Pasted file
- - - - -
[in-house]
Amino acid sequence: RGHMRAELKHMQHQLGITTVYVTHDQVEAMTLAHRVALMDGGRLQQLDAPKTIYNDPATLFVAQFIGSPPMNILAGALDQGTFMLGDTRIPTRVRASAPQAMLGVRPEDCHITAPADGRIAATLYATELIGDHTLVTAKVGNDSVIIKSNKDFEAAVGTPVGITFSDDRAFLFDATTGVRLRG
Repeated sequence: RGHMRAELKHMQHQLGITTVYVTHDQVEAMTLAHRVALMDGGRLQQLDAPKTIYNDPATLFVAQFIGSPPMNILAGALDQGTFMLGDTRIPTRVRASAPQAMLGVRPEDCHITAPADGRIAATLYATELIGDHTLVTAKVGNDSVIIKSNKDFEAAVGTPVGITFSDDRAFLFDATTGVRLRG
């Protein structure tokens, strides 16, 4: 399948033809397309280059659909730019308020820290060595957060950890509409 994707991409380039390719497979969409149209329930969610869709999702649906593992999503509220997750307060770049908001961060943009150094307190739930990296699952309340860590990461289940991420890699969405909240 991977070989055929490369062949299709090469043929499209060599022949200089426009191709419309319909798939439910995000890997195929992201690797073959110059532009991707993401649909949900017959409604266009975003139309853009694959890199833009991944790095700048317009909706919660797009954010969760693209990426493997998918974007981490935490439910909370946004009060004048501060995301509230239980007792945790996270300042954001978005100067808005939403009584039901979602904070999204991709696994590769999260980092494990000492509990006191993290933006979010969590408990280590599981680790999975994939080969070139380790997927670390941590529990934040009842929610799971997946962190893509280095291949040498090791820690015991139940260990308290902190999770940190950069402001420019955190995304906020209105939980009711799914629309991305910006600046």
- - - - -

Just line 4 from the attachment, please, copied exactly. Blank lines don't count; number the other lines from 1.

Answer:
């Protein structure tokens, strides 16, 4: 399948033809397309280059659909730019308020820290060595957060950890509409 994707991409380039390719497979969409149209329930969610869709999702649906593992999503509220997750307060770049908001961060943009150094307190739930990296699952309340860590990461289940991420890699969405909240 991977070989055929490369062949299709090469043929499209060599022949200089426009191709419309319909798939439910995000890997195929992201690797073959110059532009991707993401649909949900017959409604266009975003139309853009694959890199833009991944790095700048317009909706919660797009954010969760693209990426493997998918974007981490935490439910909370946004009060004048501060995301509230239980007792945790996270300042954001978005100067808005939403009584039901979602904070999204991709696994590769999260980092494990000492509990006191993290933006979010969590408990280590599981680790999975994939080969070139380790997927670390941590529990934040009842929610799971997946962190893509280095291949040498090791820690015991139940260990308290902190999770940190950069402001420019955190995304906020209105939980009711799914629309991305910006600046």